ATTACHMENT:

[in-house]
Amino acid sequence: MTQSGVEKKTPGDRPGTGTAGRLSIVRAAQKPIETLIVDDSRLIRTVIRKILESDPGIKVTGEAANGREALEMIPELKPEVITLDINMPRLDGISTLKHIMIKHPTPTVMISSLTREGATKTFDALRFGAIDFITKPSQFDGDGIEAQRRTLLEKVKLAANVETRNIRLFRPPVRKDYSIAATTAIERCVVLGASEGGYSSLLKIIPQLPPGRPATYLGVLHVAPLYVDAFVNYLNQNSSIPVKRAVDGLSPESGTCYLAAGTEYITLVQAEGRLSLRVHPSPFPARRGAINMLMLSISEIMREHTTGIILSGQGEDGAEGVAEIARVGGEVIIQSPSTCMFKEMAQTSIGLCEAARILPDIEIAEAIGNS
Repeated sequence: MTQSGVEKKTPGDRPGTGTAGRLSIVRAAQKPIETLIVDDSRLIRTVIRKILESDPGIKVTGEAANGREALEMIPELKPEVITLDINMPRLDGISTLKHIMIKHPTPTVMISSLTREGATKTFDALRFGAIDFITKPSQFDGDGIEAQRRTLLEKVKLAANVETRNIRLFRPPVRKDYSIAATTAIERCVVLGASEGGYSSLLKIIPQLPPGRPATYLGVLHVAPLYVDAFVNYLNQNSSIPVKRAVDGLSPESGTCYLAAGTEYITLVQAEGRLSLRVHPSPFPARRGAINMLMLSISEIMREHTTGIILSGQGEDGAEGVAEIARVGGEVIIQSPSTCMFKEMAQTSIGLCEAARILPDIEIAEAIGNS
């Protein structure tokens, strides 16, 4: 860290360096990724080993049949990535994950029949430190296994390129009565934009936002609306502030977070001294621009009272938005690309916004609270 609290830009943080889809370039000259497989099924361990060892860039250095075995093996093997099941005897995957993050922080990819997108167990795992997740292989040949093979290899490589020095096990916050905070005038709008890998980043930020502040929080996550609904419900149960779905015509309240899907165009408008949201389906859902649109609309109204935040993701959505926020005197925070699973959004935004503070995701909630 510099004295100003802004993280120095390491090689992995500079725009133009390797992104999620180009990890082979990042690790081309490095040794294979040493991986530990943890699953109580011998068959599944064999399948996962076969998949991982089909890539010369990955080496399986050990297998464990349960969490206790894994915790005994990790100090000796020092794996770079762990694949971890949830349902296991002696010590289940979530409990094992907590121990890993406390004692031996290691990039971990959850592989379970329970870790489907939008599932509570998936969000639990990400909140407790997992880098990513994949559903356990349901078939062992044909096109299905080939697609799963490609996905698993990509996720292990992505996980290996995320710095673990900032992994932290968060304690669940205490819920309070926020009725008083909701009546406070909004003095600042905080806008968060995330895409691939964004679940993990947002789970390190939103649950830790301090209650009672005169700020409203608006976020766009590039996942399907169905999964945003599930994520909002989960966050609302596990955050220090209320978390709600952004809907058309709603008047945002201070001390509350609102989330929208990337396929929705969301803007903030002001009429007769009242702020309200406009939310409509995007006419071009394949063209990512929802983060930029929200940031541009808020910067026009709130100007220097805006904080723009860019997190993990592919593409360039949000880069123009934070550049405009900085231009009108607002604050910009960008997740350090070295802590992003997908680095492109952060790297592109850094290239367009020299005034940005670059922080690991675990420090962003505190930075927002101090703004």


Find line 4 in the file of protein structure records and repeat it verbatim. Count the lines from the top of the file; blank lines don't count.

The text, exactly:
């Protein structure tokens, strides 16, 4: 860290360096990724080993049949990535994950029949430190296994390129009565934009936002609306502030977070001294621009009272938005690309916004609270 609290830009943080889809370039000259497989099924361990060892860039250095075995093996093997099941005897995957993050922080990819997108167990795992997740292989040949093979290899490589020095096990916050905070005038709008890998980043930020502040929080996550609904419900149960779905015509309240899907165009408008949201389906859902649109609309109204935040993701959505926020005197925070699973959004935004503070995701909630 510099004295100003802004993280120095390491090689992995500079725009133009390797992104999620180009990890082979990042690790081309490095040794294979040493991986530990943890699953109580011998068959599944064999399948996962076969998949991982089909890539010369990955080496399986050990297998464990349960969490206790894994915790005994990790100090000796020092794996770079762990694949971890949830349902296991002696010590289940979530409990094992907590121990890993406390004692031996290691990039971990959850592989379970329970870790489907939008599932509570998936969000639990990400909140407790997992880098990513994949559903356990349901078939062992044909096109299905080939697609799963490609996905698993990509996720292990992505996980290996995320710095673990900032992994932290968060304690669940205490819920309070926020009725008083909701009546406070909004003095600042905080806008968060995330895409691939964004679940993990947002789970390190939103649950830790301090209650009672005169700020409203608006976020766009590039996942399907169905999964945003599930994520909002989960966050609302596990955050220090209320978390709600952004809907058309709603008047945002201070001390509350609102989330929208990337396929929705969301803007903030002001009429007769009242702020309200406009939310409509995007006419071009394949063209990512929802983060930029929200940031541009808020910067026009709130100007220097805006904080723009860019997190993990592919593409360039949000880069123009934070550049405009900085231009009108607002604050910009960008997740350090070295802590992003997908680095492109952060790297592109850094290239367009020299005034940005670059922080690991675990420090962003505190930075927002101090703004």